itsbacktothebdbasicsRecessions have a tendency to remind us about business fundamentals. It is through the refinement of a recession that wasteful spending is eliminated and that we again focus on the core capabilities that make our companies successful. It is also recessions that remind us that marketing and business development are not the functions of just one or two departments. When company backlogs decrease we recapture the essence of our mutual corporate responsibility to bring new projects in the door. 

Focusing on existing clients and services
It is easy to want to expand into new markets during a recession. The problem is that during a recession work is much harder to come by, both in the markets you currently serve as well as in markets that you don’t serve. Expanding into a new market requires both time and money to enter the market – two things that are not readily available during a recession. As a result, a recession is not the time to expand into new markets, but rather it is the time to focus on your existing clients and services.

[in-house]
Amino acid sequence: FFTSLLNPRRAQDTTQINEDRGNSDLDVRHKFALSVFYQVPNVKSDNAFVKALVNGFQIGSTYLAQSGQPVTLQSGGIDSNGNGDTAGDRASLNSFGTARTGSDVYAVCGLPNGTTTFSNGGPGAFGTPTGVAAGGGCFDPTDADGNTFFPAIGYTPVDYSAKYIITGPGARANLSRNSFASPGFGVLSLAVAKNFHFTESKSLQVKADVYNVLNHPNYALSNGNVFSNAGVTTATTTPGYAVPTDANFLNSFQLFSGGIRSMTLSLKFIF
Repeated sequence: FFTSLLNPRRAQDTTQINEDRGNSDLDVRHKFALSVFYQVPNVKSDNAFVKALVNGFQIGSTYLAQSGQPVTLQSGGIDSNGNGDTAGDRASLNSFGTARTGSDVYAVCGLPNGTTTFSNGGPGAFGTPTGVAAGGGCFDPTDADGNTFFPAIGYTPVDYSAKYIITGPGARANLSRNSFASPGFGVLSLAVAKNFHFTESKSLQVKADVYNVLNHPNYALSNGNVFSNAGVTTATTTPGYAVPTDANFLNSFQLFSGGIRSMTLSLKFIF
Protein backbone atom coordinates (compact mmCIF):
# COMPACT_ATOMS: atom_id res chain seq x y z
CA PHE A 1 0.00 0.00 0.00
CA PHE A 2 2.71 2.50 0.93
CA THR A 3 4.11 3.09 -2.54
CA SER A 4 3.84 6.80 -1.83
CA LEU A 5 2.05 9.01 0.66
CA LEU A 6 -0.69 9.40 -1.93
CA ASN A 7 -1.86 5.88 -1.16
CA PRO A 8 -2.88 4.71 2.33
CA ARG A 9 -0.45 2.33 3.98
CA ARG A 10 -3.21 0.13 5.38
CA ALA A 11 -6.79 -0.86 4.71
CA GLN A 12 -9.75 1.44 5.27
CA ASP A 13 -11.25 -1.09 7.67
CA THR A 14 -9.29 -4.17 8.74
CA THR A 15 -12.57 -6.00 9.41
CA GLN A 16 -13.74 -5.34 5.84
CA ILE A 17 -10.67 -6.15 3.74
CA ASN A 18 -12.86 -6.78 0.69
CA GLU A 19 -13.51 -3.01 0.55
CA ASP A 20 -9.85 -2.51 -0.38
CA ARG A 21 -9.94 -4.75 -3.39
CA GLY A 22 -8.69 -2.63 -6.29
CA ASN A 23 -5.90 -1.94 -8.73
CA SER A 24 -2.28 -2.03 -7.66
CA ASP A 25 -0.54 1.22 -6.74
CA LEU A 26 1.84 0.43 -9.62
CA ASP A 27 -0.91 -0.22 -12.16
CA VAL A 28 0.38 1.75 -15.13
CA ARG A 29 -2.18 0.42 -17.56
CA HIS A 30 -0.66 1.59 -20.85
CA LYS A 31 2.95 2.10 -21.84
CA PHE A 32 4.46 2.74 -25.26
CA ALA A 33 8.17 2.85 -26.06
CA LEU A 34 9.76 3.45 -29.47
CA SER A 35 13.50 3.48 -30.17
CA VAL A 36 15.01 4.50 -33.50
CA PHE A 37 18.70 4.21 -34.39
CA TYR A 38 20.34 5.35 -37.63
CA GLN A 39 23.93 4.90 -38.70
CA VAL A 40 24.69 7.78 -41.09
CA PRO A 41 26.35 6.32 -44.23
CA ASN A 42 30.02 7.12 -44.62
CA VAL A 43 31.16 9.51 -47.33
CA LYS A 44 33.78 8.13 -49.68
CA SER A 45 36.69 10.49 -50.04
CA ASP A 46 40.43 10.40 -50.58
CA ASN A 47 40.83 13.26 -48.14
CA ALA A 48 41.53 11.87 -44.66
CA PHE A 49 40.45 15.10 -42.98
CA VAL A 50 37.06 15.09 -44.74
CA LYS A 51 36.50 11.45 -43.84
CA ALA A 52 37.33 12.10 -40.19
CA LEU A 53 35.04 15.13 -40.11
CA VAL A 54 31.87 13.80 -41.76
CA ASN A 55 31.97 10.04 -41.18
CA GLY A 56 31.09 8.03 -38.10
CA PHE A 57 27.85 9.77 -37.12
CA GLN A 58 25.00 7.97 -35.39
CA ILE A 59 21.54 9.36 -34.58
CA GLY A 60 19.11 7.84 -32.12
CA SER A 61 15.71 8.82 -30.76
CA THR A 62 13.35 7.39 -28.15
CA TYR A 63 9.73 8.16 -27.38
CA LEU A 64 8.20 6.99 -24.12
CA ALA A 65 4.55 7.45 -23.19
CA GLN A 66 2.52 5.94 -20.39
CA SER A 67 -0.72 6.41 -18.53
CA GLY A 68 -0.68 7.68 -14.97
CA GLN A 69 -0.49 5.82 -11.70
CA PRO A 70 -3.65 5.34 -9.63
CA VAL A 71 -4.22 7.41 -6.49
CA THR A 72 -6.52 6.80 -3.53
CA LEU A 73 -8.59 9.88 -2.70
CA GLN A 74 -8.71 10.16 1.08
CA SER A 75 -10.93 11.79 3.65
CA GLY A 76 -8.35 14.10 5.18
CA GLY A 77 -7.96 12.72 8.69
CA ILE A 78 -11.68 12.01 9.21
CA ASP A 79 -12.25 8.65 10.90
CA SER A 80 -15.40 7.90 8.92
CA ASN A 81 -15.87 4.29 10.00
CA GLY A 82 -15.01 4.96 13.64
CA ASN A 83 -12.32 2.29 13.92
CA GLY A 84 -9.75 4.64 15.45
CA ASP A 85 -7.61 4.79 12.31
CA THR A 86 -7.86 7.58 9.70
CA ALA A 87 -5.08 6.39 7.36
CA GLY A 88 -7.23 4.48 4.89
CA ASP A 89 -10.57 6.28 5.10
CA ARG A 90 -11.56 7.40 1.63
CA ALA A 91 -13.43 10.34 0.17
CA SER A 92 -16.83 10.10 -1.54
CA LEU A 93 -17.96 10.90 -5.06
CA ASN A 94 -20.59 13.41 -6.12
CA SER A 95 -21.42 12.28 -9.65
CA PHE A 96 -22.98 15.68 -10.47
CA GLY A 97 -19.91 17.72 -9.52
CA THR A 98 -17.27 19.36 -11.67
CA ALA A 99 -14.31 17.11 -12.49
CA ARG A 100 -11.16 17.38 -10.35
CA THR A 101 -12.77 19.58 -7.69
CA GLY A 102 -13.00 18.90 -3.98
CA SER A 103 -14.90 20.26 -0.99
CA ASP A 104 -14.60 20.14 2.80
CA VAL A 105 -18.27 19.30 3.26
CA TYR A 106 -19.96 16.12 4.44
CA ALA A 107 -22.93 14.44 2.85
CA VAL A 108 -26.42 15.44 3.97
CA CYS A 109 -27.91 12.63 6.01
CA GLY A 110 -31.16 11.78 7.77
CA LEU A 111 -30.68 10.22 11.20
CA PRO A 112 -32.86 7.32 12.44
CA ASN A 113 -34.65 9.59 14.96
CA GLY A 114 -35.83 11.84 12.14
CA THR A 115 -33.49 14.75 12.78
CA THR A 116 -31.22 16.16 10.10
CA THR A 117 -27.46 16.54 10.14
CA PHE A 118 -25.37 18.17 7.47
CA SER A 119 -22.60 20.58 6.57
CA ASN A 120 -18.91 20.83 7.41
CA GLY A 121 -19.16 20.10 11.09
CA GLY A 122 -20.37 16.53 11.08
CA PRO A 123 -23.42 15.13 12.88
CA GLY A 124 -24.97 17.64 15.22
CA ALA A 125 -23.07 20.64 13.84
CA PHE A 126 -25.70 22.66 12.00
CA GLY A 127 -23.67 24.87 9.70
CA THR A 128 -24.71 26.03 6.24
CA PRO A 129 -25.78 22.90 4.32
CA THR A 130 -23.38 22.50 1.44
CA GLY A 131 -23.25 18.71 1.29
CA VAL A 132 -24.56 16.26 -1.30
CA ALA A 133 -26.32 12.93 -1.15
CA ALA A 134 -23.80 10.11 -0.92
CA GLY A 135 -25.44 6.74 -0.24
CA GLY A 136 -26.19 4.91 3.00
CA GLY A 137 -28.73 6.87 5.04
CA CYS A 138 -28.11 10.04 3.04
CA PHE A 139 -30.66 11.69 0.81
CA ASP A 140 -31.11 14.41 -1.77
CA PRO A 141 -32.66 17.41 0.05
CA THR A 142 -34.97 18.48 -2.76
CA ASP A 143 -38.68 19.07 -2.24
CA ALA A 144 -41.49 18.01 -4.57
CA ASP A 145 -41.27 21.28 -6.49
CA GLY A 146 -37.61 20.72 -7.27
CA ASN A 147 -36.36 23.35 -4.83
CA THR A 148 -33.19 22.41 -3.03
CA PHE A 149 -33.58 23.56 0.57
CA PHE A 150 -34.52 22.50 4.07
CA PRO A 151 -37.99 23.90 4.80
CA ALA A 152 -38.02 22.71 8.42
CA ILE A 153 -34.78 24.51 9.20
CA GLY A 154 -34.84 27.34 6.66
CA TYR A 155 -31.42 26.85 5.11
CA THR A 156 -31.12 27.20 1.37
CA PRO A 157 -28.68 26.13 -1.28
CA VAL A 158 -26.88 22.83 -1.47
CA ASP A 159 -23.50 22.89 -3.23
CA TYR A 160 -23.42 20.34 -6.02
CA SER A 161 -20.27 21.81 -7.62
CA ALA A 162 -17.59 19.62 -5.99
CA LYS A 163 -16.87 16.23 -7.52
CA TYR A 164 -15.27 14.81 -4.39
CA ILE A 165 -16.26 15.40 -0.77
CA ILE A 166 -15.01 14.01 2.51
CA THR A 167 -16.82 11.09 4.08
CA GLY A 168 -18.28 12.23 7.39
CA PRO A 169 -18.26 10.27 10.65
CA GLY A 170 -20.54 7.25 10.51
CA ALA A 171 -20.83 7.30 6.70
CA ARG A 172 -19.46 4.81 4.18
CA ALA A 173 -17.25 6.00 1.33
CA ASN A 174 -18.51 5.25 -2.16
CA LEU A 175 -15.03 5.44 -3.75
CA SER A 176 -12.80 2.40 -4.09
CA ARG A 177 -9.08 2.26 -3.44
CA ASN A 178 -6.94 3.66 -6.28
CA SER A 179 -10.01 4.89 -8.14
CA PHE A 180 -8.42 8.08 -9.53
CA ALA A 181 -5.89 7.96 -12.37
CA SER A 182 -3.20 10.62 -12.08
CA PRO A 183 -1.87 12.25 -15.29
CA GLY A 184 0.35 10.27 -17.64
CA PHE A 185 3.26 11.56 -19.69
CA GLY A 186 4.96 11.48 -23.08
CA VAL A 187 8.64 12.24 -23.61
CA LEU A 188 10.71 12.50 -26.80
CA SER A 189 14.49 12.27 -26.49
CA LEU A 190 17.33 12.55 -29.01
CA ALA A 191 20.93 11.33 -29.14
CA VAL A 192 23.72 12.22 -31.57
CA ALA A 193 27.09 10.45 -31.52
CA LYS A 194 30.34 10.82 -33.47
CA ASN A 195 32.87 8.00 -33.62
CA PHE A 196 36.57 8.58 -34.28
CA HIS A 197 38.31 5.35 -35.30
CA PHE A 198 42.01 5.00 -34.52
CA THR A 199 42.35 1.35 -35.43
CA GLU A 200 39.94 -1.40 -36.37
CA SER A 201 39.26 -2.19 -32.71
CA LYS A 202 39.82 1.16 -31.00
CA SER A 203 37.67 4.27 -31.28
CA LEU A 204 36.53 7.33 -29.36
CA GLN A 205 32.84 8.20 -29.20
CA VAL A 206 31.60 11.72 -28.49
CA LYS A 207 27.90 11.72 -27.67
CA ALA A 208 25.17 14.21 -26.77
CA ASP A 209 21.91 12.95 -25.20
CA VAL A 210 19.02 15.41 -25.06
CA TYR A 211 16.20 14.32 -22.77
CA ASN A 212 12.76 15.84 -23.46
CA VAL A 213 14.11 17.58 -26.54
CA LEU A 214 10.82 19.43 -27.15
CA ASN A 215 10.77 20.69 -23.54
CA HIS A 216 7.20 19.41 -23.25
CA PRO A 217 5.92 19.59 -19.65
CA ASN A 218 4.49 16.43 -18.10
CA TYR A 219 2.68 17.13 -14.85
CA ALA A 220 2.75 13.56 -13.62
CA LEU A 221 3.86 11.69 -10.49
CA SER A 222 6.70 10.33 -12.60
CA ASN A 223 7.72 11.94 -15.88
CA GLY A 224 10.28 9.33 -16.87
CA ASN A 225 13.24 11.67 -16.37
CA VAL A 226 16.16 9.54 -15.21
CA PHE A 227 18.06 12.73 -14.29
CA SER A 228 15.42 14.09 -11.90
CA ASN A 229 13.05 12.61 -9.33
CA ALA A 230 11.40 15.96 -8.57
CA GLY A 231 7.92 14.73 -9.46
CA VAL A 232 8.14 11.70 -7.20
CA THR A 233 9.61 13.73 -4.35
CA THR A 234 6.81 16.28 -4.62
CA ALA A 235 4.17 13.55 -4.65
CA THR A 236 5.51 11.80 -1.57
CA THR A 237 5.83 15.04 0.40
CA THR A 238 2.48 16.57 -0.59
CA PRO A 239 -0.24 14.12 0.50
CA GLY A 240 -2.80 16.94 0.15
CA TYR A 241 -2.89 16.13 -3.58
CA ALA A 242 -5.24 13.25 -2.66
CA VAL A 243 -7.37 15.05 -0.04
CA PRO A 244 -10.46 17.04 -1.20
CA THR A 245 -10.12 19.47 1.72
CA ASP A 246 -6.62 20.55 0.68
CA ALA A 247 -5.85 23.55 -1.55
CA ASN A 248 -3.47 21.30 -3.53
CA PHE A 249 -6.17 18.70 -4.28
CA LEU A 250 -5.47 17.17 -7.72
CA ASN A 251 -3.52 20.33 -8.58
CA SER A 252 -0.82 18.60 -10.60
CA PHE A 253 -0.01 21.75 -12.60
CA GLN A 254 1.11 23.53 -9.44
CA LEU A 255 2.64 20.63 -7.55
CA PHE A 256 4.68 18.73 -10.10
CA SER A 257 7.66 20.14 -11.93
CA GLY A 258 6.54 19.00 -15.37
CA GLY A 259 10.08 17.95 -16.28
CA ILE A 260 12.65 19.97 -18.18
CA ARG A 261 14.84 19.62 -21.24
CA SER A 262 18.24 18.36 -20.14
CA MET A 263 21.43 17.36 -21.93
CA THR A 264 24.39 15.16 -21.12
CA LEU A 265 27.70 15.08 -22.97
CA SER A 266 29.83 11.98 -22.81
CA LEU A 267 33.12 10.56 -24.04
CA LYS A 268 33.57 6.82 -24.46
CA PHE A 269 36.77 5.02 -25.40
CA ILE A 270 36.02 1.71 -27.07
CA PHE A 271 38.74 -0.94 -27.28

The goal during a recession is to focus on bringing work in the door immediately. Most marketers will tell you that the fastest, least expensive, and easiest way to bring in new work is to focus on your existing clientele. This includes people you have sold to previously and others in the industry that are familiar with your work. So what can you do? Here are several things that you can do during a recession that will position you to succeed: 

  1. Don’t Wait, step-up your current marketing: When faced with the possibility of a decline in your workload initiate action immediately. Often when the slowdown reaches your doorstep firms find themselves among a large group of competitors that are competing for work. The idea is to immediately step-up the everyday marketing efforts that you have found to be successful in an effort to build your backlog going into the recession. In our industry this usually includes follow-up on outstanding proposals, using qualifications to bolster the effectiveness of your fee proposals, and pre-marketing RFPs.